Some mailed pipe bombs could have been duds, investigators say

At least some of the devices found in the wave of suspected pipe bombs mailed to prominent political and media figures had no possibility of exploding — because they contained flaws in the way they were made, several investigators told NBC News on Thursday, based on early analysis.

In a few cases, the flaws were substantial, the investigators said. In others, the defects were more subtle. But there's still no way to know at this point whether the deficiencies were intentional — to make convincing hoaxes — or simply the result of bad design or construction, the sources said.

The investigation's analysis is far from complete, as some devices have yet to be analyzed in any kind of detail.

And officials continued to caution that anyone who gets one of the packages should treat it as dangerous.

Pressed at a news conference on Thursday afternoon as to whether the devices were supposed to go off or not, New York Police Commissioner James P. O'Neill would say only: "We are treating them as suspected explosive devices."

Law enforcement officials close to the investigation told NBC News on Wednesday that the bombs were made from PVC pipe with a digital timer attached to set off the detonator. Each bomb also contained powder from a low explosive or a pyrotechnic, as in fireworks, they said.

X-rays showed that pieces of shrapnel were likely to be inside the PVC pipes, the officials said.

The list of mail bombing targets grew on Thursday to include the outspoken anti-Trump actor Robert De Niro and former Vice President Joe Biden, as well as former Secretary of State Hillary Clinton, former President Barack Obama, former CIA Director John Brennan, the billionaire George Soros, former Attorney General Eric Holder and Rep. Maxine Waters, D-Calif.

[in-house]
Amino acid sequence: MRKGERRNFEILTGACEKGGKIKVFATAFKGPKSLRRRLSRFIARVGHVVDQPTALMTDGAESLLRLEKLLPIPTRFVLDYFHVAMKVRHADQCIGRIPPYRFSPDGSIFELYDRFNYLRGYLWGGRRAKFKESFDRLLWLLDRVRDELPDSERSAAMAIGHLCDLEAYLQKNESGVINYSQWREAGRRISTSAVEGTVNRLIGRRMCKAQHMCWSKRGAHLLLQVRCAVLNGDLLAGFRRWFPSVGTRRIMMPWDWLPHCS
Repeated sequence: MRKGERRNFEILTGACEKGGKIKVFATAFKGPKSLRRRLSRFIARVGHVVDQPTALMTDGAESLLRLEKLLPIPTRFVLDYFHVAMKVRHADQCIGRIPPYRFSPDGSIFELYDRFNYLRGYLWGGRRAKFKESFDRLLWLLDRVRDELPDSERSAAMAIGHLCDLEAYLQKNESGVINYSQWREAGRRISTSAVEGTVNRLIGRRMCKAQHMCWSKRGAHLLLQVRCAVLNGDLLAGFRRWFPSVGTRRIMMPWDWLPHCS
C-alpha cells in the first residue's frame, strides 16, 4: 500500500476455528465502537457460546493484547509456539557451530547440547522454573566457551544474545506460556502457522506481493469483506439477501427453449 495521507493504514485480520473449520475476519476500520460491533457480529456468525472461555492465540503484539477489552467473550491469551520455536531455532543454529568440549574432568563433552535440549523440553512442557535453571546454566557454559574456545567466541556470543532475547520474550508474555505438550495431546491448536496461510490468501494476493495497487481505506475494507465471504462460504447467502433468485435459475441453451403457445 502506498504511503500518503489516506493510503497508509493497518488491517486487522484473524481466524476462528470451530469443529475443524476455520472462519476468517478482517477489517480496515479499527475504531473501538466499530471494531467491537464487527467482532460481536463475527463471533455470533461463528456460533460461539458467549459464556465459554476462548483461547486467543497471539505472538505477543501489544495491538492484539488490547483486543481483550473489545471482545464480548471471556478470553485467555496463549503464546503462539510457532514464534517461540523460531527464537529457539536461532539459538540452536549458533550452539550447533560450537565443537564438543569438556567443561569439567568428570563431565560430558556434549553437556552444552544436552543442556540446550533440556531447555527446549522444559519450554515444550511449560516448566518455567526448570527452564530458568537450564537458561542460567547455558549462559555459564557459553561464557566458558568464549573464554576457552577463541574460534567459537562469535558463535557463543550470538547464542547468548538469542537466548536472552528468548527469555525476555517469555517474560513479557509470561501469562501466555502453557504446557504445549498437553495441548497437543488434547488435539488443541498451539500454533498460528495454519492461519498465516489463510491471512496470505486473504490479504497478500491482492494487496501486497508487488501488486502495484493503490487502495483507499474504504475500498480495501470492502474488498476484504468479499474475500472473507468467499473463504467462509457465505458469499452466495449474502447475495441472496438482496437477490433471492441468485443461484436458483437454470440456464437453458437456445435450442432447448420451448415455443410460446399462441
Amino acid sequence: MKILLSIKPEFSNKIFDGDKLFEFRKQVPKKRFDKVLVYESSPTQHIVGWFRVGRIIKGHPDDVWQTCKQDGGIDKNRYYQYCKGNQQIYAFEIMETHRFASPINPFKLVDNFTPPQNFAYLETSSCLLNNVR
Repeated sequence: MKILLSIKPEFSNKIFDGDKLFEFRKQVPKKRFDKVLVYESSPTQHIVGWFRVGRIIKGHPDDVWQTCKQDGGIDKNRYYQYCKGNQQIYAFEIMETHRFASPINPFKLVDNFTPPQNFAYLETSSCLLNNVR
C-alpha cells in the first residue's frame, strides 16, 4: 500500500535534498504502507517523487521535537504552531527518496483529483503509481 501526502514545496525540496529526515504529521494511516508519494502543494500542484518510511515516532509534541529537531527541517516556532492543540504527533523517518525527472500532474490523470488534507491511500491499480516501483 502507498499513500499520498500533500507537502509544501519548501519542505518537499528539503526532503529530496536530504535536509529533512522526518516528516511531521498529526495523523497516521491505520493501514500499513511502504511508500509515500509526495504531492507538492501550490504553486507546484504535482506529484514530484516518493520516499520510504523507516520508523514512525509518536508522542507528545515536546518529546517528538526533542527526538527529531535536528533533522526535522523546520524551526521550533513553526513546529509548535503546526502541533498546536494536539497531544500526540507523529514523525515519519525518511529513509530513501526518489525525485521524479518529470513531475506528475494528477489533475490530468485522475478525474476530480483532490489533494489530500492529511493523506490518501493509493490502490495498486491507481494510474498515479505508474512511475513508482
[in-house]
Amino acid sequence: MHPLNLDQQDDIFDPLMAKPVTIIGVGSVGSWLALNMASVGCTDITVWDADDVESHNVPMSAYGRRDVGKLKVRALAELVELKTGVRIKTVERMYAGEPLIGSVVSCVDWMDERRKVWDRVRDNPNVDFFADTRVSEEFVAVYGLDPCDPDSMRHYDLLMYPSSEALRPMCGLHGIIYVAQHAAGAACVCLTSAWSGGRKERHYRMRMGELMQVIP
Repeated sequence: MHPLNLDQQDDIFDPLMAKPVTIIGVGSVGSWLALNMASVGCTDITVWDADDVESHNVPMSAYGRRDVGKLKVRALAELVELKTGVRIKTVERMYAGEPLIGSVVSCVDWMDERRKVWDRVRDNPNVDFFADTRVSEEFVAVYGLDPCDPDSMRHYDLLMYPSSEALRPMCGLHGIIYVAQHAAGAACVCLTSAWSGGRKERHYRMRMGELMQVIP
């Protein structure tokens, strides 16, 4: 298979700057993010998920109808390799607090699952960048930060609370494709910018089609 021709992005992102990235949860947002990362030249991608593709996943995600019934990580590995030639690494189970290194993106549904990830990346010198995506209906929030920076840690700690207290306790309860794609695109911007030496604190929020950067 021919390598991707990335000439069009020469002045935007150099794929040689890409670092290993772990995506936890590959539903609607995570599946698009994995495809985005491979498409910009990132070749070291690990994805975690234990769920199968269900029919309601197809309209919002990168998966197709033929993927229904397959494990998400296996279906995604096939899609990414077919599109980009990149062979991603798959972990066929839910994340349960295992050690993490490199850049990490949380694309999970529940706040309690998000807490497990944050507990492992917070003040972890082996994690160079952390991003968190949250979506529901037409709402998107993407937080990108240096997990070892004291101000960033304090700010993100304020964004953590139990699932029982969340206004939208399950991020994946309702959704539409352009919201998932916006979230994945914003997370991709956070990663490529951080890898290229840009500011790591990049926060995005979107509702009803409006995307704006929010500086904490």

The device sent to Brennan was addressed to the CNN offices in New York — even though he is a national security analyst for NBC News —prompting an hourslong evacuation of the building.

A similar device was found in Soros' mailbox on Monday. All of the packages were intercepted before reaching their targets.

The FBI has sent the devices to its laboratory in Quantico, Virginia, for analysis.

Two senior law enforcement officials, along with another official briefed on the investigation, said they were looking into whether some of the packages were mailed from Florida. A senior official said investigators were specifically looking at a mail facility north of Miami, in Opa-Locka.

IMAGE: X-ray image of pipe bomb
IMAGE: X-ray image of pipe bomb

(NBC News)

MSNBC senior law enforcement analyst Bill Bratton, who led the police departments in Boston, New York and Los Angeles, told MSNBC on Thursday that the FBI had a number of devices that it would be "in a position to disassemble to determine their functionality."

"Were they ever intended to actually function, and if so, how, in terms of how were they supposed to be detonated?" he asked.

"If not, well, then, that changes the focus from trying to cause bodily harm to effectively creating fear," he said.

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Bratton said there had been some discussion about a "timing device" on the explosives, which raised further questions.

"These things are being found over the space of several days, so what was the timer set for, with no guarantee when it would, in fact, be opened or where it would be at any given time?" he said.

Bratton added that the sheer number of devices would help investigators.

"The building back of the investigation is going to be assisted tremendously by the fact that there are so many of these things, 10 of them," he added. "And there's the potential for a slip-up."